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The runt of the litter exacts revenge: Boldy making statement with development

Matthew Boldy was the small, overlooked guy on a stacked NTDP squad. But he bloomed late and got the last laugh.

As far as origin stories go, Matthew Boldy has a pretty good one. Lost amidst a sea of bigger names like Jack Hughes and Trevor Zegras, Boldy nearly didn’t make the final 40-man tryout roster for USA Hockey’s National Team Development Program in 2017. But enough staffers believed in giving the 5-foot-10, 160-pound Massachusetts kid a chance.

Boldy blossomed on the ice – and also grew four inches, while putting on 25 pounds – to become one of the team’s deadliest forwards. After two seasons with the NTDP, he was drafted 12th overall in 2019 by the Minnesota Wild. “I knew how other people were thinking about me when I came in, but I had confidence in myself,” Boldy said. “I proved a lot of people wrong and, going into my under-17 year, I opened some eyes. Following my under-18 year, I proved I could play at that level and be an elite player.”

A Boston College commit who grew up watching Eagles such as Johnny Gaudreau and Kevin Hayes, Boldy dreamt of playing for Hall of Fame coach Jerry York and, this fall, Boldy will get that opportunity. He’ll also get to play in the four-team Beanpot tournament that all of Boston’s NCAA scene lives for, with his former NTDP mates on both sides: goalie Spencer Knight joins him at BC, while Zegras, among others will suit up for the rival Boston U. Terriers. “It was a big attraction, being able to play in the Beanpot,” Boldy said. “I grew up going to those games. And being able to play some of my best friends, guys I basically lived with for the past two years, is going to be pretty special.”

As for the Wild, they’re incredibly excited about the big winger’s potential. “He’s competitive, he’s strong, and he’s got a great sense for the game offensively,” said Brad Bombardir, director of player development. “He’s got a good feel for pucks along the wall and creating space for himself or lanes to make plays.”

While Boldy will need a few years in college before he’s ready for the pro game, the youngster can use that forgiving NCAA schedule to build his strength in the gym. “Going to college will be a great opportunity to get stronger and get more leg strength underneath him to improve his skating,” Bombardir said. “Staying low and powerful will help him on that inside ice and on cycles.”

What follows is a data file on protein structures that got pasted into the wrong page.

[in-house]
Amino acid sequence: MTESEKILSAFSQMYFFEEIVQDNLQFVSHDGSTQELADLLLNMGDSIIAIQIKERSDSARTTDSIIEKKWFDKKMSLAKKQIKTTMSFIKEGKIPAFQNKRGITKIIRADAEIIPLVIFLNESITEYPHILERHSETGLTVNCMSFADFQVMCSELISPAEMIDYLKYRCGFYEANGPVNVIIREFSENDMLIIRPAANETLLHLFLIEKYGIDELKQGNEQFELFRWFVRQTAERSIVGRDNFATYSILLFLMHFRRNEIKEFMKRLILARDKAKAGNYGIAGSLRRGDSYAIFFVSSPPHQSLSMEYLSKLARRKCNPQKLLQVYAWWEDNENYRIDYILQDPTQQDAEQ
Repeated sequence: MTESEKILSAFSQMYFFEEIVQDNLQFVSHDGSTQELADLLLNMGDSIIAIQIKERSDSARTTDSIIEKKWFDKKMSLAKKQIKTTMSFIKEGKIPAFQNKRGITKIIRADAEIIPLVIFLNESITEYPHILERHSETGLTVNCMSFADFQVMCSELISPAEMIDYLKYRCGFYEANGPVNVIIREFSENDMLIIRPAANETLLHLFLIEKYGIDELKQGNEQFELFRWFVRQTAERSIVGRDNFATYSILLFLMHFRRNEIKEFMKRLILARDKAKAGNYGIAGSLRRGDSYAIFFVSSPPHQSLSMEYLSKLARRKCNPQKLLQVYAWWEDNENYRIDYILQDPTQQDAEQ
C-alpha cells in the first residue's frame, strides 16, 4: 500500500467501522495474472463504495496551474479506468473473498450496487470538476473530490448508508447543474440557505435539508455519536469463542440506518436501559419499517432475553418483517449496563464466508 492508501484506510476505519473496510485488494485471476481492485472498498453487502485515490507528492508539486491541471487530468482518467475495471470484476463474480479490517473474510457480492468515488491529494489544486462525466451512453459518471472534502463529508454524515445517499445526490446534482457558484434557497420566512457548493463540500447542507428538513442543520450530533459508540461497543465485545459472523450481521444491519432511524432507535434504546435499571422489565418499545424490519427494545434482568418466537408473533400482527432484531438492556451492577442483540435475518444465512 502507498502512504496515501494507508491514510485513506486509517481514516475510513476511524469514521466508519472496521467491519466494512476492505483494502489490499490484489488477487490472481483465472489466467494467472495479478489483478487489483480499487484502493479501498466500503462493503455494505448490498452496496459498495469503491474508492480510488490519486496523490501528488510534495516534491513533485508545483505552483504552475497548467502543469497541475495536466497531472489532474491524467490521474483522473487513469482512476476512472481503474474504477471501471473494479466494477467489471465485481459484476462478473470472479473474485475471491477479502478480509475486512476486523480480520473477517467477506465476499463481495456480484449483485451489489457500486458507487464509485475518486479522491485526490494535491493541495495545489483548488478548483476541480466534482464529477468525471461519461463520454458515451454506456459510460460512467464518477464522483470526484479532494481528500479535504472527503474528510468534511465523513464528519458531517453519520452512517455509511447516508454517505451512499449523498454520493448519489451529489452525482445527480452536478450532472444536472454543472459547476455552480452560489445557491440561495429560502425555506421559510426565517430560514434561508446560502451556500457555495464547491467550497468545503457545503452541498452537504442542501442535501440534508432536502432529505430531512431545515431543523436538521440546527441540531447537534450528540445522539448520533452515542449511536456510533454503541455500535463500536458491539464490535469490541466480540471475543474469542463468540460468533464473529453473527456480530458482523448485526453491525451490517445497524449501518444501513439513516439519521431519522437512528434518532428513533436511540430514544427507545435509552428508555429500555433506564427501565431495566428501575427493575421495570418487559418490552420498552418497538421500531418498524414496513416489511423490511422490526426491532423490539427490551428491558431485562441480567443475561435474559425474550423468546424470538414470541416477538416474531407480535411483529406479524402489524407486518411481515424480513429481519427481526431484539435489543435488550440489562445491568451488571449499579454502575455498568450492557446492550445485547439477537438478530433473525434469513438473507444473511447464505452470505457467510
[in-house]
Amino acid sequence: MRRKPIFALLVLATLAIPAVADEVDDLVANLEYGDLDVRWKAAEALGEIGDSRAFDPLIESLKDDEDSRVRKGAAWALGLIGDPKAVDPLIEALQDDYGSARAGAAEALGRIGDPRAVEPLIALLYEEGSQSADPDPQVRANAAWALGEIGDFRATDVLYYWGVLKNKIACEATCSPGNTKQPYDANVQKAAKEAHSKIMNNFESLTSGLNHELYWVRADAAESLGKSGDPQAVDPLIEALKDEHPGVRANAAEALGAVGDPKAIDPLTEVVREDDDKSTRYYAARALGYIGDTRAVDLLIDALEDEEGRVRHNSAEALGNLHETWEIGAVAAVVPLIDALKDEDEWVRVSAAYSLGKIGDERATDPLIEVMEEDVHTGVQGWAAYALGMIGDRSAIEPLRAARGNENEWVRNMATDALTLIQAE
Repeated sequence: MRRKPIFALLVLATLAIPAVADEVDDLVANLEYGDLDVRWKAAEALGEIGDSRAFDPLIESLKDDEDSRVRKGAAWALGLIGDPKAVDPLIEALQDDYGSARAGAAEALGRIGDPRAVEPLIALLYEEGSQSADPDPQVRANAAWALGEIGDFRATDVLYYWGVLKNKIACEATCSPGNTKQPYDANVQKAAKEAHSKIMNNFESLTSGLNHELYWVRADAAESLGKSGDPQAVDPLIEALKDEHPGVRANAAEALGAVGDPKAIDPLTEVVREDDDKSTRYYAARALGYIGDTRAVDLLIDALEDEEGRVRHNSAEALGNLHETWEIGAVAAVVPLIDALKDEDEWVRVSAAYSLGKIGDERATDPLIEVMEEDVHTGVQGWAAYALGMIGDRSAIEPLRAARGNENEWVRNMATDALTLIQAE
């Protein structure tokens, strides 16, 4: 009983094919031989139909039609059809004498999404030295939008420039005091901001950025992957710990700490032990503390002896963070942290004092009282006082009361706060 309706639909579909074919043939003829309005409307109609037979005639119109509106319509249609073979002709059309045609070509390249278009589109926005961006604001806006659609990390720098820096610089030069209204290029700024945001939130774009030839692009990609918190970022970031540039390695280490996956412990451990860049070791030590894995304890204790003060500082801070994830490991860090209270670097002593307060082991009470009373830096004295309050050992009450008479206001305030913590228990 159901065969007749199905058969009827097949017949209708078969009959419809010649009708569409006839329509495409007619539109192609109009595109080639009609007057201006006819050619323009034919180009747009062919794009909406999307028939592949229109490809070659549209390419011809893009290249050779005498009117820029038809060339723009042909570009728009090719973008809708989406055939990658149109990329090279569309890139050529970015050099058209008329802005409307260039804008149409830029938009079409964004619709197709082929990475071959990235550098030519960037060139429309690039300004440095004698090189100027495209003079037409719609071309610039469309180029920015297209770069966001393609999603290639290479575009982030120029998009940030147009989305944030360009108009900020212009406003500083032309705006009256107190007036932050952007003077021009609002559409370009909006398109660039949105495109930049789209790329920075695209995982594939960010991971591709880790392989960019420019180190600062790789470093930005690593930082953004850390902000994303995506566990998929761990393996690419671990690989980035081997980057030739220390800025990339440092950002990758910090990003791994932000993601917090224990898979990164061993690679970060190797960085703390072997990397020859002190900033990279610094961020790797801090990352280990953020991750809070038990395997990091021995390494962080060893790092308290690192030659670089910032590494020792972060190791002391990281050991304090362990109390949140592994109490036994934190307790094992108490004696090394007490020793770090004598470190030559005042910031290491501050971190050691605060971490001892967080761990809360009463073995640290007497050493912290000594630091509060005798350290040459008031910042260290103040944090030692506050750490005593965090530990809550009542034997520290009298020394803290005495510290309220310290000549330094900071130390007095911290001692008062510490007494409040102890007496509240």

As for growing off the ice, it sounds as though Boldy is already ahead of the curve. “He’s a very impressive young man,” Bombardir said. “Character for us is huge.”

TRAVERSE CITY TRAVERSING

The Minnesota Wild were once again one of eight NHL teams to participate in the Traverse City prospects tournament in Michigan this September, and it did not go well. The Wild kids were the only squad to go winless, and the eighth-place game against Chicago wasn’t even close. But there were some extenuating circumstances. To begin with, top center Alexander Khovanov missed the tourney after having surgery to remove a tumor on his leg. Defenseman Filip Johansson stayed back in Sweden, where the season starts earlier. And Matthew Boldy and new Boston College bud Jack McBain couldn’t play because the tournament features signed NHL prospects – so competing against them would be an NCAA no-no.

The glass half-full perspective: Minnesota got to see what some of its other picks could do. “The kids we do have here, like Adam Beckman or Matvey Guskov, we’re pretty pleased with them,” said Brad Bombardir. “They have worked hard, have some good sense for the game, have some knowledge of how to create space for themselves and hit holes with the puck with quickness and speed to get shots off. For these guys, it’s learning how to play on the inside of the ice, the grind game, the cycle work and defending. There’s a lot to learn, but overall we’re pleased with their effort.”

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